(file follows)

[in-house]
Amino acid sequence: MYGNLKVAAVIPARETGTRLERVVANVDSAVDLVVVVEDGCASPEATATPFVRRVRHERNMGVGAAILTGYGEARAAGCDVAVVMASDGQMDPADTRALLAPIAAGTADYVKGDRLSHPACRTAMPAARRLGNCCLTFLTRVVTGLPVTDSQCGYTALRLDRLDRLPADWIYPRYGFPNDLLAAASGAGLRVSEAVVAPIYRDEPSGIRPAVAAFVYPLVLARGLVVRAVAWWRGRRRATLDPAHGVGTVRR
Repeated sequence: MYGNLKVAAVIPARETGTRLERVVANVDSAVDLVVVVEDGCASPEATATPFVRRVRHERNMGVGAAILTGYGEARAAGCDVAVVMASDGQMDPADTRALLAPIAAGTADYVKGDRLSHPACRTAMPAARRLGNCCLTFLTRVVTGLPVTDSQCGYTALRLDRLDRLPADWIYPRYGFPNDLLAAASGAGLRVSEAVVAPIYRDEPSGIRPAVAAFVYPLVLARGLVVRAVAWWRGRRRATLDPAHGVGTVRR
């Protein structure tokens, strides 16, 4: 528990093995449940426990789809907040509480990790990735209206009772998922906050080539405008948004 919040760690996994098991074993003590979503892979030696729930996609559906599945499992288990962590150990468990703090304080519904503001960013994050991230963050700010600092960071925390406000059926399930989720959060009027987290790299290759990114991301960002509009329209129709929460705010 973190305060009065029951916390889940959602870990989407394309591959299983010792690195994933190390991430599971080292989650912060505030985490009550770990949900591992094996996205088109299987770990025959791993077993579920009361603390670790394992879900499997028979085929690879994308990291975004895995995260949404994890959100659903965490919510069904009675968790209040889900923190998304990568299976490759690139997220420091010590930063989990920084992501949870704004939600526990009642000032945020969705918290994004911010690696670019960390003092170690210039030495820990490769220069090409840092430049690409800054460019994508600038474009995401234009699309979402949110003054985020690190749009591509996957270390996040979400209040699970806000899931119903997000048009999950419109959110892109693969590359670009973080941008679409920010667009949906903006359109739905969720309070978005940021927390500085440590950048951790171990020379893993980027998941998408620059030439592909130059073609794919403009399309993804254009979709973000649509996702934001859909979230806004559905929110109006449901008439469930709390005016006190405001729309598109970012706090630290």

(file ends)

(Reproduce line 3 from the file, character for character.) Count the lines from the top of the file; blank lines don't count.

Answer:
Repeated sequence: MYGNLKVAAVIPARETGTRLERVVANVDSAVDLVVVVEDGCASPEATATPFVRRVRHERNMGVGAAILTGYGEARAAGCDVAVVMASDGQMDPADTRALLAPIAAGTADYVKGDRLSHPACRTAMPAARRLGNCCLTFLTRVVTGLPVTDSQCGYTALRLDRLDRLPADWIYPRYGFPNDLLAAASGAGLRVSEAVVAPIYRDEPSGIRPAVAAFVYPLVLARGLVVRAVAWWRGRRRATLDPAHGVGTVRR